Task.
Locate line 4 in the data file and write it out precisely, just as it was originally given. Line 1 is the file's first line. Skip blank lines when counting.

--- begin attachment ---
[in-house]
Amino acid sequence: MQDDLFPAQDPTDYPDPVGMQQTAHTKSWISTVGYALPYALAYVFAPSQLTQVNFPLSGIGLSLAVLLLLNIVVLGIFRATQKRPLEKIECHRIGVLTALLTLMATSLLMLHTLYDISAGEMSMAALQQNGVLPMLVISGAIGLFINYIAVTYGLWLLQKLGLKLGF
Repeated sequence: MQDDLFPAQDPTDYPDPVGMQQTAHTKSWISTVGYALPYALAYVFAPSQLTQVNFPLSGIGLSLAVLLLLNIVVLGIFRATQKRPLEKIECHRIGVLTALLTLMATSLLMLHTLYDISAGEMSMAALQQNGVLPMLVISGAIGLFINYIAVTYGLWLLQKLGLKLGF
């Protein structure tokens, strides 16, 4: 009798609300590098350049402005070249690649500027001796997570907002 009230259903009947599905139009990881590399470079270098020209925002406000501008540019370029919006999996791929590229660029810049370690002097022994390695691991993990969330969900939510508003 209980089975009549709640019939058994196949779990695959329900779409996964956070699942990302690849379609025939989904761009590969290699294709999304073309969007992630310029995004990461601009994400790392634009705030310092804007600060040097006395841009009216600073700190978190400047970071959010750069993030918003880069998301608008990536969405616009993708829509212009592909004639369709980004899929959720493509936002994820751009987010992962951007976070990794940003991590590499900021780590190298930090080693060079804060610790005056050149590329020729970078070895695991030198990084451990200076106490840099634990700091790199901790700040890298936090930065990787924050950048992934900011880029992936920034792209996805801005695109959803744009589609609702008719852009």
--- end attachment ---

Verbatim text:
């Protein structure tokens, strides 16, 4: 009798609300590098350049402005070249690649500027001796997570907002 009230259903009947599905139009990881590399470079270098020209925002406000501008540019370029919006999996791929590229660029810049370690002097022994390695691991993990969330969900939510508003 209980089975009549709640019939058994196949779990695959329900779409996964956070699942990302690849379609025939989904761009590969290699294709999304073309969007992630310029995004990461601009994400790392634009705030310092804007600060040097006395841009009216600073700190978190400047970071959010750069993030918003880069998301608008990536969405616009993708829509212009592909004639369709980004899929959720493509936002994820751009987010992962951007976070990794940003991590590499900021780590190298930090080693060079804060610790005056050149590329020729970078070895695991030198990084451990200076106490840099634990700091790199901790700040890298936090930065990787924050950048992934900011880029992936920034792209996805801005695109959803744009589609609702008719852009």